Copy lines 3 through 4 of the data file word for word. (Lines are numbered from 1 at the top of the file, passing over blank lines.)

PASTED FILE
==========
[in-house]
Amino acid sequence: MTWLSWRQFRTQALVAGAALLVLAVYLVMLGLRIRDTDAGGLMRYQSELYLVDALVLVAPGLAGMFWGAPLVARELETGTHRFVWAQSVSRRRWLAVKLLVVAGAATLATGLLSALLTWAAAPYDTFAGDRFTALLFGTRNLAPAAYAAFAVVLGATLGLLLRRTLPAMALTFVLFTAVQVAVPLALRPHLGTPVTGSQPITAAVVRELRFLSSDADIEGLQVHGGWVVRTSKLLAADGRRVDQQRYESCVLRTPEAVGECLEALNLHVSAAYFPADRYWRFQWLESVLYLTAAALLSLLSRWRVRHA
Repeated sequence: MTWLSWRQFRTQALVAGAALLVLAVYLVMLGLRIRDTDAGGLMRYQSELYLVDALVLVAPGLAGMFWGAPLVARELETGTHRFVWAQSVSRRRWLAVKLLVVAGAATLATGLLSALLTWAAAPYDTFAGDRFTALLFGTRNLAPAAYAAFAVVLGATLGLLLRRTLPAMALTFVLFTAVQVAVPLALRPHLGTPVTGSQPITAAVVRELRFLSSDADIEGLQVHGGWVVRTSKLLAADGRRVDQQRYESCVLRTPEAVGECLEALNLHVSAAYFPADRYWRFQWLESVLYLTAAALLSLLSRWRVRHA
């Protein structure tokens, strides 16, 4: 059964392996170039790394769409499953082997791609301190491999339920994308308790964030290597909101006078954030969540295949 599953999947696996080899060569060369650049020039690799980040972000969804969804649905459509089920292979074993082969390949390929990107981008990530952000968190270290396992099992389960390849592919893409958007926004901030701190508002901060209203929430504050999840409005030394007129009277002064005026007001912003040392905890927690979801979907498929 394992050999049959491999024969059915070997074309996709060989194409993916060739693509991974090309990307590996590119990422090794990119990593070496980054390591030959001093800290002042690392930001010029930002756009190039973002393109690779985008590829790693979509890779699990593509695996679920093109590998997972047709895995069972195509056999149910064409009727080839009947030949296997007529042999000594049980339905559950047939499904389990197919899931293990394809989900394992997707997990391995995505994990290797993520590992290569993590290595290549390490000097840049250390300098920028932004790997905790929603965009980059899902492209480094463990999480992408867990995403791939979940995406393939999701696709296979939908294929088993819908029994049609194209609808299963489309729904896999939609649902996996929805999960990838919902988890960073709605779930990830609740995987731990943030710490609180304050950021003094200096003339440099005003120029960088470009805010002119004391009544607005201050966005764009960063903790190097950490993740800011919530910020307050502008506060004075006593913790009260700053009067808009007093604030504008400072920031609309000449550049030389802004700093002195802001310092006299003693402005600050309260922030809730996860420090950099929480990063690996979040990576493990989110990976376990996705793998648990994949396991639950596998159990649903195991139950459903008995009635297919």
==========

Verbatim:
Repeated sequence: MTWLSWRQFRTQALVAGAALLVLAVYLVMLGLRIRDTDAGGLMRYQSELYLVDALVLVAPGLAGMFWGAPLVARELETGTHRFVWAQSVSRRRWLAVKLLVVAGAATLATGLLSALLTWAAAPYDTFAGDRFTALLFGTRNLAPAAYAAFAVVLGATLGLLLRRTLPAMALTFVLFTAVQVAVPLALRPHLGTPVTGSQPITAAVVRELRFLSSDADIEGLQVHGGWVVRTSKLLAADGRRVDQQRYESCVLRTPEAVGECLEALNLHVSAAYFPADRYWRFQWLESVLYLTAAALLSLLSRWRVRHA
């Protein structure tokens, strides 16, 4: 059964392996170039790394769409499953082997791609301190491999339920994308308790964030290597909101006078954030969540295949 599953999947696996080899060569060369650049020039690799980040972000969804969804649905459509089920292979074993082969390949390929990107981008990530952000968190270290396992099992389960390849592919893409958007926004901030701190508002901060209203929430504050999840409005030394007129009277002064005026007001912003040392905890927690979801979907498929 394992050999049959491999024969059915070997074309996709060989194409993916060739693509991974090309990307590996590119990422090794990119990593070496980054390591030959001093800290002042690392930001010029930002756009190039973002393109690779985008590829790693979509890779699990593509695996679920093109590998997972047709895995069972195509056999149910064409009727080839009947030949296997007529042999000594049980339905559950047939499904389990197919899931293990394809989900394992997707997990391995995505994990290797993520590992290569993590290595290549390490000097840049250390300098920028932004790997905790929603965009980059899902492209480094463990999480992408867990995403791939979940995406393939999701696709296979939908294929088993819908029994049609194209609808299963489309729904896999939609649902996996929805999960990838919902988890960073709605779930990830609740995987731990943030710490609180304050950021003094200096003339440099005003120029960088470009805010002119004391009544607005201050966005764009960063903790190097950490993740800011919530910020307050502008506060004075006593913790009260700053009067808009007093604030504008400072920031609309000449550049030389802004700093002195802001310092006299003693402005600050309260922030809730996860420090950099929480990063690996979040990576493990989110990976376990996705793998648990994949396991639950596998159990649903195991139950459903008995009635297919």